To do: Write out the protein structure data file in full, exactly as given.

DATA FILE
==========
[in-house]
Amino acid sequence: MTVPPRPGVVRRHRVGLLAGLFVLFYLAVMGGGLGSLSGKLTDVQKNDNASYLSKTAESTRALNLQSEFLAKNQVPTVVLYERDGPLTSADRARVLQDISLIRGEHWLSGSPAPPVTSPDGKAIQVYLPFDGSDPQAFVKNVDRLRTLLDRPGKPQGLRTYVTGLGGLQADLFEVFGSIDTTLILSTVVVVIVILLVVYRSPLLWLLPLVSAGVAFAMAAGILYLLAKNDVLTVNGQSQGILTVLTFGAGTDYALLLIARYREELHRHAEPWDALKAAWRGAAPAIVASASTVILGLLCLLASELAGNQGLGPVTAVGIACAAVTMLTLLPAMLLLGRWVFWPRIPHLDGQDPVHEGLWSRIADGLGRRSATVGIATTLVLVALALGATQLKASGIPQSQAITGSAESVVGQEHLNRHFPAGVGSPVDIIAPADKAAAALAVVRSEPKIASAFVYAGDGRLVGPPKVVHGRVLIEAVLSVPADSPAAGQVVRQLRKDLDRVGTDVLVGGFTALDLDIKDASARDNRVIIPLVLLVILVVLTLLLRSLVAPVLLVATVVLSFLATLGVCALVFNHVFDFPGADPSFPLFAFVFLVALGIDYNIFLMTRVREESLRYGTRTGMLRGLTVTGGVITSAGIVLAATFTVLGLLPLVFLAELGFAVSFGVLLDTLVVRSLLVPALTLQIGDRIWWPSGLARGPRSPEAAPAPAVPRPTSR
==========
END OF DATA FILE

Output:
[in-house]
Amino acid sequence: MTVPPRPGVVRRHRVGLLAGLFVLFYLAVMGGGLGSLSGKLTDVQKNDNASYLSKTAESTRALNLQSEFLAKNQVPTVVLYERDGPLTSADRARVLQDISLIRGEHWLSGSPAPPVTSPDGKAIQVYLPFDGSDPQAFVKNVDRLRTLLDRPGKPQGLRTYVTGLGGLQADLFEVFGSIDTTLILSTVVVVIVILLVVYRSPLLWLLPLVSAGVAFAMAAGILYLLAKNDVLTVNGQSQGILTVLTFGAGTDYALLLIARYREELHRHAEPWDALKAAWRGAAPAIVASASTVILGLLCLLASELAGNQGLGPVTAVGIACAAVTMLTLLPAMLLLGRWVFWPRIPHLDGQDPVHEGLWSRIADGLGRRSATVGIATTLVLVALALGATQLKASGIPQSQAITGSAESVVGQEHLNRHFPAGVGSPVDIIAPADKAAAALAVVRSEPKIASAFVYAGDGRLVGPPKVVHGRVLIEAVLSVPADSPAAGQVVRQLRKDLDRVGTDVLVGGFTALDLDIKDASARDNRVIIPLVLLVILVVLTLLLRSLVAPVLLVATVVLSFLATLGVCALVFNHVFDFPGADPSFPLFAFVFLVALGIDYNIFLMTRVREESLRYGTRTGMLRGLTVTGGVITSAGIVLAATFTVLGLLPLVFLAELGFAVSFGVLLDTLVVRSLLVPALTLQIGDRIWWPSGLARGPRSPEAAPAPAVPRPTSR